Now, the question to be faced is this: why should the Federal Republic of Nigeria allow Lagos to emerge as an independent nation?

Simple – the PDP government will finally get a chance to get rid of Bola. Tinubu and his band of “rascals” (libel lawyers should please note that I did not coin that appellation; and the person that did is currently covered by constitutional immunity).

The Action Congress of Nigeria (ACN) can therefore have Lagos to themselves, in exchange for a promise to immediately cease interfering in the political affairs of south west Nigeria. Led by a rehabilitated Olabode George, the PDP can thereafter reclaim the renegade west in a series of spectacular ‘do-or-die’ battles.

Nigeria will no doubt miss Lagos – imagine the commercial potential of Lagos ports’ alone – but, according to the PDP’s reckoning, that’d be a small price to pay for saying goodbye to one of the world’s most dysfunctional urban agglomerations. From then on Nigeria will not have to bear the shame of ‘Welcome to Lagos’ and all other dubiously conceived Nigeria-bashing BBC documentaries.

Besides there’s still Port Harcourt anyway, which will be enthusiastically developed to replace Lagos as a viable port city. And don’t forget that the Republic of Benin will also be bringing to the Nigerian table its own port city, Porto Novo.

Under the new arrangement – i.e. the People’s Republic of Lagos co-existing with the Federal Republic of Nigeria – Mr. Tinubu’s long-standing presidential ambitions will be realised, as will be the dreams of all those people eager to see Mr. Fashola take up national-scale responsibility. A Putin-Medvedev combination will be recreated in the People’s Republic of Lagos – President Bola Tinubu and Prime Minister Tunde Fashola, or vice versa.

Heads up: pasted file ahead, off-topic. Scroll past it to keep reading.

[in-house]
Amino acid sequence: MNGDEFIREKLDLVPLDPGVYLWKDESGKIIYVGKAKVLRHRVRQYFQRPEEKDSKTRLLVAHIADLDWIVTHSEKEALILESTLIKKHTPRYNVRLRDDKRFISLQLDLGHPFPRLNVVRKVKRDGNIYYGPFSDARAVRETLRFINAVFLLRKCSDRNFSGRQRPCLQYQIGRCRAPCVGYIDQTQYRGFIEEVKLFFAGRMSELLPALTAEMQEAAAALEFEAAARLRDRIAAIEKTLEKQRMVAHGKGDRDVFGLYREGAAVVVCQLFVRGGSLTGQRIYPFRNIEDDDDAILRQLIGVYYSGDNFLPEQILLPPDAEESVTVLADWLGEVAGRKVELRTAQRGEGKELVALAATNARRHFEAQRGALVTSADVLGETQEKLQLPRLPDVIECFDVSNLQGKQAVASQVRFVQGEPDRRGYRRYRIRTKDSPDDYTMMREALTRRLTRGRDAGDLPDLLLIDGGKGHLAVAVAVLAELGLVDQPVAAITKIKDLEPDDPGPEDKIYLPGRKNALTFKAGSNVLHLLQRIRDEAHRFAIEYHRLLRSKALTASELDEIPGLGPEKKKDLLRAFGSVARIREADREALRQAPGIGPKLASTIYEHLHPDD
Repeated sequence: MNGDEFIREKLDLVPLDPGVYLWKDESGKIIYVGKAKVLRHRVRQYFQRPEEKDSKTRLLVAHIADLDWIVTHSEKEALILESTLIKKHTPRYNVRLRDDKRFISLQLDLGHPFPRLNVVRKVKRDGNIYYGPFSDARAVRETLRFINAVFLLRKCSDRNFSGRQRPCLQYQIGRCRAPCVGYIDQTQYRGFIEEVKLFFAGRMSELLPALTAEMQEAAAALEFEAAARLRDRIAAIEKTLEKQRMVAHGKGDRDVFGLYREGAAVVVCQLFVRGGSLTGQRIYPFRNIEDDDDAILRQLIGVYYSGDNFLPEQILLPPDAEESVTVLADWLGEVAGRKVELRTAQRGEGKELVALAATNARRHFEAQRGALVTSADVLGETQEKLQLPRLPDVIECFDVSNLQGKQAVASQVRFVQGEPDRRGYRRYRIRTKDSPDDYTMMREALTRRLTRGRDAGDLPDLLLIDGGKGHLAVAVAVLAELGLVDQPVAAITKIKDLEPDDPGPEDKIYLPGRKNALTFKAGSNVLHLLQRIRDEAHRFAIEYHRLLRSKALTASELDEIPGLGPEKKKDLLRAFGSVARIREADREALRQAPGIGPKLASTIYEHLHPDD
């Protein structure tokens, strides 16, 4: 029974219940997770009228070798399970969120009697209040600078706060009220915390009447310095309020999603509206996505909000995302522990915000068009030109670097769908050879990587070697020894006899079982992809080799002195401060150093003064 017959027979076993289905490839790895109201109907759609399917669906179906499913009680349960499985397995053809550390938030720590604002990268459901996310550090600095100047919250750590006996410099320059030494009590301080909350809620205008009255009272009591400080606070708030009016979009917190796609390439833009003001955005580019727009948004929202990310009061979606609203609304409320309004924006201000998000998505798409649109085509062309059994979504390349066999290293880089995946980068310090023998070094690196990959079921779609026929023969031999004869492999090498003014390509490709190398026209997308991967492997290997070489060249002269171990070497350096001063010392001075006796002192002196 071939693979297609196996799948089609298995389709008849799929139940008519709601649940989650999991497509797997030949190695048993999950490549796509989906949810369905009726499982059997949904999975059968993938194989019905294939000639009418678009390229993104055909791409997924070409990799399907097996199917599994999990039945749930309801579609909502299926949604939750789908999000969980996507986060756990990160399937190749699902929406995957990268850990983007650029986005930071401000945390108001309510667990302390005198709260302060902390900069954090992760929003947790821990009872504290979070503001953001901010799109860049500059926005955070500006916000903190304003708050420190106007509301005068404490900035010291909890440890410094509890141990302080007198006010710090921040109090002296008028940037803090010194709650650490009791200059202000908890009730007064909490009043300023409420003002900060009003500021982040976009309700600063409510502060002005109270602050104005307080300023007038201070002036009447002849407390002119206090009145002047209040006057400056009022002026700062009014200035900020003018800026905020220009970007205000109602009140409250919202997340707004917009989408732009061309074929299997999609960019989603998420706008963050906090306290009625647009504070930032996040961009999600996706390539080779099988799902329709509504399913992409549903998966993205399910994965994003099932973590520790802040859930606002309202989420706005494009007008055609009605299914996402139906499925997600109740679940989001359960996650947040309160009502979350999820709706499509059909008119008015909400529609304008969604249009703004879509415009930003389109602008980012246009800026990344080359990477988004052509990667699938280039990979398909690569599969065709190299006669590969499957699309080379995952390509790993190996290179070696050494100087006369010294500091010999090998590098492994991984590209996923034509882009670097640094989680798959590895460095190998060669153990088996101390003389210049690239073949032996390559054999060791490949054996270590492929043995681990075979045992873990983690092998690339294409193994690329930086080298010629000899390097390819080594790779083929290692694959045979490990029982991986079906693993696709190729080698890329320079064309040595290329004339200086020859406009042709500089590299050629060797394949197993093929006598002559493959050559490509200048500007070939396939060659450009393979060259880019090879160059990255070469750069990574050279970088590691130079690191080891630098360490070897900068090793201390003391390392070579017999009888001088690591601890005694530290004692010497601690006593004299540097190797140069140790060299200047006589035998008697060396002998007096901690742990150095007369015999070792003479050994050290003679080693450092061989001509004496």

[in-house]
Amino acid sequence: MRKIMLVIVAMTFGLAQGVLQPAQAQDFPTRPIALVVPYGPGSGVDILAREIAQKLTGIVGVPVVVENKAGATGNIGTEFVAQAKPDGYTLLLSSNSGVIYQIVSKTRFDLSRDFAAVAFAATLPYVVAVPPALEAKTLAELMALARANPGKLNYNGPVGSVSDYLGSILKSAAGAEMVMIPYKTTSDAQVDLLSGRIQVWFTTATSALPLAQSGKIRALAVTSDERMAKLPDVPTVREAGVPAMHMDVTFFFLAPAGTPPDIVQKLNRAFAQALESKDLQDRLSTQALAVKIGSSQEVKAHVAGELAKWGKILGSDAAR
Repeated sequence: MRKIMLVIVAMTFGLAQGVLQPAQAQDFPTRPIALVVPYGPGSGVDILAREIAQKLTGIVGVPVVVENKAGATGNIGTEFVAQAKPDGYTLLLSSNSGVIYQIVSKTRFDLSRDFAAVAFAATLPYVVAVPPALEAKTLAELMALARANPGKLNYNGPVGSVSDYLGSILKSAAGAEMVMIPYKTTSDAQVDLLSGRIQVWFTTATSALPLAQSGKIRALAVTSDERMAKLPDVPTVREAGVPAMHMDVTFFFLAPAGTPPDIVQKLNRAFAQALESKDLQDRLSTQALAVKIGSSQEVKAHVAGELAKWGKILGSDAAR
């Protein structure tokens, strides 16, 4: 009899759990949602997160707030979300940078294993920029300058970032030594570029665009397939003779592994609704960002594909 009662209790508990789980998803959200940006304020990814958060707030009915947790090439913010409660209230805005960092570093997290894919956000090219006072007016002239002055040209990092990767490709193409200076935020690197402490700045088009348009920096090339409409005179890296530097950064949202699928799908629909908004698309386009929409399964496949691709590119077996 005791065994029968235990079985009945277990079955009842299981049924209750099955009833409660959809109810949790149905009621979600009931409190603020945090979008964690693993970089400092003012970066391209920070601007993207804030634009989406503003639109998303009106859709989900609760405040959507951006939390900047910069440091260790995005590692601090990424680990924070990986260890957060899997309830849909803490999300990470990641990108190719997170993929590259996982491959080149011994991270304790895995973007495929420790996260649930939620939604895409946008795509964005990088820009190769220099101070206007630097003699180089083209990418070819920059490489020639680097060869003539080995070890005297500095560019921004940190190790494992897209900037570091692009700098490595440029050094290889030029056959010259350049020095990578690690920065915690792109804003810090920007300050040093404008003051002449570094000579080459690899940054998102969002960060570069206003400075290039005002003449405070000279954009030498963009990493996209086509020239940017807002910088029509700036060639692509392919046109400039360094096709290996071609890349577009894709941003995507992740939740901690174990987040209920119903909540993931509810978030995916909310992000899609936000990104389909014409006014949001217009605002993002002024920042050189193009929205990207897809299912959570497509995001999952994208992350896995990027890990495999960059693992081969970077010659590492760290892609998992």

Other benefits: Benin will immediately start to benefit from Nigeria’s oil wealth. Nigeria will officially become a multi-lingual country – French and English as official languages. (Think of the size of the contracts that will be awarded, for French textbooks, French lessons for all government officials, including First Ladies) etc.

Abuja will no longer have to deal with any envy-inducing challenge from Lagos – think of how many people out there still consider Lagos to be the capital of Nigeria.

The above looks, to me, like a classic win-win-win scenario, for all parties. Doesn’t get any better than that, does it? Now join me in saying: ‘Thank you, Boni Yayi.’

 Tolu Ogunlesi (c) 2013